(2/27/01 12:21:39 pm)
Dover's last piblication is in fact out of print and sold out, but
on a brighter side, apparently they have recently put out a "Thrift
Edition". This edition a fraction of the number of ballads
the original does... but it *is* available, and ninety cents at
amazon to boot.
-charlotte (who's Getting There)
(2/27/01 4:20:56 pm)
Is "Child Ballads" the actual name of the book(s)? Is there an author/editor? ISBN number of an edition you particularly want? I'm willing to give the treasure hunt a go. (Will someone please give me a job doing this?)
By the way, Charlotte, I liked your site a lot. Is it still active? I noticed that it hasn't been updated in a while. I hope that you're still working on it. With all the garbage online, a site like yours is always welcome.
Jeff (who has a lot of whimsy. He keeps it in his soapbox.)
(2/27/01 5:01:28 pm)
|My site, and the book...|
The book is actually called "English and Scottish Popular Ballads" by Francis Child. It's a fairly comprehensive overview of the ballads that were floating around at the time Child wrote the book, which I believe was lat 1890-ish.
As for my website, I'm afraid it died a horrible death not to long
after I first put it up, for a number of reasons. First of all,
xoom (it was xoom, at the time. was absolutely the least reliable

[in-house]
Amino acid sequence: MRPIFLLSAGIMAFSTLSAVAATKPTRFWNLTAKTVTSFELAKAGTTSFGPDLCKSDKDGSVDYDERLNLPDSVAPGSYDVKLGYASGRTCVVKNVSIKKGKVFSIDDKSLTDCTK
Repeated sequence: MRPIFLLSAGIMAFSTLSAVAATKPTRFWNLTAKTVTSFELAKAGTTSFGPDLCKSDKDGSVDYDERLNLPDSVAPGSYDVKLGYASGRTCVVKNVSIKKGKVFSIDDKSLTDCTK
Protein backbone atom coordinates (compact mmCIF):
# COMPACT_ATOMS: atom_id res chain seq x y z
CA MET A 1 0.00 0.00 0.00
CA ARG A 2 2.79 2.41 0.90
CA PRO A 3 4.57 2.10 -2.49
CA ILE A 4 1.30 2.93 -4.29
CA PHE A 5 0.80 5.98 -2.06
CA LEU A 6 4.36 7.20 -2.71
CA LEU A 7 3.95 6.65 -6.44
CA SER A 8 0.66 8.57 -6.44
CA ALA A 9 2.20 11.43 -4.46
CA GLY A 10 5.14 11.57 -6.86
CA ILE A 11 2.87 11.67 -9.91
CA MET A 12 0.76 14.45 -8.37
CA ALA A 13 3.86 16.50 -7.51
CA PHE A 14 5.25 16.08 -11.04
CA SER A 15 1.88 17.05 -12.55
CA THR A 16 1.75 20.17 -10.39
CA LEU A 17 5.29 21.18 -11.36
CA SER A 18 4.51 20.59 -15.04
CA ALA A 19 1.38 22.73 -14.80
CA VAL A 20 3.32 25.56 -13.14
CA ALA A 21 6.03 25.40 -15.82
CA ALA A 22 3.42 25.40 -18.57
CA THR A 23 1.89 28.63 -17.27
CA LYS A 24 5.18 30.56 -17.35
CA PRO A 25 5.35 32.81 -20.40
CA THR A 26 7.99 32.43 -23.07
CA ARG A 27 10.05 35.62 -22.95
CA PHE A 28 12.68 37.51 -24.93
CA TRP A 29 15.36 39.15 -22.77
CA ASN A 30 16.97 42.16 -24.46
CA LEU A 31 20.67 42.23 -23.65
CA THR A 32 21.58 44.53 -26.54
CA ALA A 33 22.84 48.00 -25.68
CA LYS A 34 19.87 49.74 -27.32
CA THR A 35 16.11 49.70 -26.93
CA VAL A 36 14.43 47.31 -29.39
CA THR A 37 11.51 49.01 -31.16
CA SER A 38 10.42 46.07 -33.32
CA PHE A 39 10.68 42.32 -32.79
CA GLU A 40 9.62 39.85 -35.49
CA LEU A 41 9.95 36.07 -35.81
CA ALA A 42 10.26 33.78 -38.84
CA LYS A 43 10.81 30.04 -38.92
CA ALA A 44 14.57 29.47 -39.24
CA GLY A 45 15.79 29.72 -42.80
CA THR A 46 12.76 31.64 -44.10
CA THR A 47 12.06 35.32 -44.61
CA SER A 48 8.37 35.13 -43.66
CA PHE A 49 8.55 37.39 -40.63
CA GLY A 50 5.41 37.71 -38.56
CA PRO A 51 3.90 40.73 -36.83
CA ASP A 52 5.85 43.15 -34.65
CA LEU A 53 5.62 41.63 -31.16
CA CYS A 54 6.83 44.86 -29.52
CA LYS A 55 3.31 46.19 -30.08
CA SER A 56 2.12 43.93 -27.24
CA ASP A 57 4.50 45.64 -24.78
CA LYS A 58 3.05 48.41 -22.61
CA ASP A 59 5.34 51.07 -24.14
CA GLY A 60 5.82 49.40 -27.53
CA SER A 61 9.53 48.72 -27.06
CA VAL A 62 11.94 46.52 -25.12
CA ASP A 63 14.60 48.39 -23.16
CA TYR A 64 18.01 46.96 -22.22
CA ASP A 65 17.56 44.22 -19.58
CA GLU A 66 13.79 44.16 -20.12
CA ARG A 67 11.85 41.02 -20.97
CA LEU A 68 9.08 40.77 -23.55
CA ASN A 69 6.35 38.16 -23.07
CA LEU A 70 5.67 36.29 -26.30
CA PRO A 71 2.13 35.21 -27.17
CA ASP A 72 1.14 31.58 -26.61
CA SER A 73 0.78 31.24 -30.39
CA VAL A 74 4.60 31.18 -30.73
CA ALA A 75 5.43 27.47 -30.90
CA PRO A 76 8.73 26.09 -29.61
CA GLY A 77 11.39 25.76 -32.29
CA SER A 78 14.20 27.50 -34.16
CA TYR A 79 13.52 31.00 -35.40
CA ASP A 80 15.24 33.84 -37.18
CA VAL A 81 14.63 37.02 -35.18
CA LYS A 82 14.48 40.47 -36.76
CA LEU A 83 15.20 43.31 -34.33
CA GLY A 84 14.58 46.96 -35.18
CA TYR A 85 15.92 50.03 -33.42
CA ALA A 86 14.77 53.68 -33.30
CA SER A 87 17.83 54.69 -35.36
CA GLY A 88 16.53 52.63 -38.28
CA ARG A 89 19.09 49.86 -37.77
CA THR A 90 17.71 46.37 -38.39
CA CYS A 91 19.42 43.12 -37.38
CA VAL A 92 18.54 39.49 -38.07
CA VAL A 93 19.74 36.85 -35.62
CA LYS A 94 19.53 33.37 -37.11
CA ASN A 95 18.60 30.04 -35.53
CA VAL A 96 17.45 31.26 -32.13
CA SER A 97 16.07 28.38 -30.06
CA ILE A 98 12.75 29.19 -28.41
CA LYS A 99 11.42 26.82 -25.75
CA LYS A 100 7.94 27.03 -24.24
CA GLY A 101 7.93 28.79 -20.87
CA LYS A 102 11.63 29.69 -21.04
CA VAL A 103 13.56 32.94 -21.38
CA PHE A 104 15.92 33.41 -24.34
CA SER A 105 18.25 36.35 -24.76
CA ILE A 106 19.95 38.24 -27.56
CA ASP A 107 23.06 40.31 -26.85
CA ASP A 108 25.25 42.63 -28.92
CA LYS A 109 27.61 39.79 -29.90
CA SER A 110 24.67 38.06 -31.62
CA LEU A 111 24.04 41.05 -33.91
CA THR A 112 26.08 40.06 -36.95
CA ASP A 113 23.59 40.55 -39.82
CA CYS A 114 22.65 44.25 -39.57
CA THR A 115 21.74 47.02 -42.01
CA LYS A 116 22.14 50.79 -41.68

web host known to man. Secondly, dispite my best attempts, most
people who joined the mailing list weren't interested in much beyond
idle chatter. Which, guess, is to be expected, but at the time it
dropped my spirits. I really needed a place to brainstorm, find
contributors and be a little more *productive*.
Lastly, I think I was unclear on the direction I wanted to take. I believe in supporting magic, myth and folklore, but I don't believe *in* magic, if I may make a differentiation. I believe in telling stories, dreaming and music. I don't believe I am actually a faerie, nor that Earthsea is a real place.
I am hoping to start an e-zine instead, for amateur publication
of the mythic arts (to steal a term. , and mostly as a resource
for people who want to break into any of the artistic fields. A
little more for *doing*, a little less for fandom.
(2/27/01 7:36:49 pm)
I will look for the books. Nothing
yet, a preliminary search only provided a site, which I'm sure you've
already seen. www.childballads.com/
Yes, Xoom was dreadful, and almost as bad as Yahoo! when it comes to pushing their services exclusively. Some snobby types hate free sites altogether, but not me. I go with Tripod. I'm sure not going to pay for hosting, and I don't trust people enough to allow myself to be hosted on another's site.